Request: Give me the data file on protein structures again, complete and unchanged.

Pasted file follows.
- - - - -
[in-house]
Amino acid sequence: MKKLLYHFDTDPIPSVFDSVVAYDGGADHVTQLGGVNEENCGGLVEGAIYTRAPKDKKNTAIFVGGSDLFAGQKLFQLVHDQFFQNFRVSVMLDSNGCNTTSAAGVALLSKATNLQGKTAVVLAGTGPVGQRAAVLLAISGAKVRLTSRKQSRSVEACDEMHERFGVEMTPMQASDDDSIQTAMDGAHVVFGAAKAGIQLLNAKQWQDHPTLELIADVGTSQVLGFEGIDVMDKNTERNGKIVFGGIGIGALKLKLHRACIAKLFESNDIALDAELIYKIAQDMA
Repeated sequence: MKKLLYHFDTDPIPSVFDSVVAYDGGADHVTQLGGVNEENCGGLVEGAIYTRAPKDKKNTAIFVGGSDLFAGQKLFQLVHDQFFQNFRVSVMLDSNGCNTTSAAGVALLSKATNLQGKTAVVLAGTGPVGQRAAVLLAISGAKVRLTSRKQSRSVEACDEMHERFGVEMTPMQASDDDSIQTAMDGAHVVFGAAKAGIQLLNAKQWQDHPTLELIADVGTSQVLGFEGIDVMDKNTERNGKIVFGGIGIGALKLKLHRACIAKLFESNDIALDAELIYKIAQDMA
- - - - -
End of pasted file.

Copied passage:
[in-house]
Amino acid sequence: MKKLLYHFDTDPIPSVFDSVVAYDGGADHVTQLGGVNEENCGGLVEGAIYTRAPKDKKNTAIFVGGSDLFAGQKLFQLVHDQFFQNFRVSVMLDSNGCNTTSAAGVALLSKATNLQGKTAVVLAGTGPVGQRAAVLLAISGAKVRLTSRKQSRSVEACDEMHERFGVEMTPMQASDDDSIQTAMDGAHVVFGAAKAGIQLLNAKQWQDHPTLELIADVGTSQVLGFEGIDVMDKNTERNGKIVFGGIGIGALKLKLHRACIAKLFESNDIALDAELIYKIAQDMA
Repeated sequence: MKKLLYHFDTDPIPSVFDSVVAYDGGADHVTQLGGVNEENCGGLVEGAIYTRAPKDKKNTAIFVGGSDLFAGQKLFQLVHDQFFQNFRVSVMLDSNGCNTTSAAGVALLSKATNLQGKTAVVLAGTGPVGQRAAVLLAISGAKVRLTSRKQSRSVEACDEMHERFGVEMTPMQASDDDSIQTAMDGAHVVFGAAKAGIQLLNAKQWQDHPTLELIADVGTSQVLGFEGIDVMDKNTERNGKIVFGGIGIGALKLKLHRACIAKLFESNDIALDAELIYKIAQDMA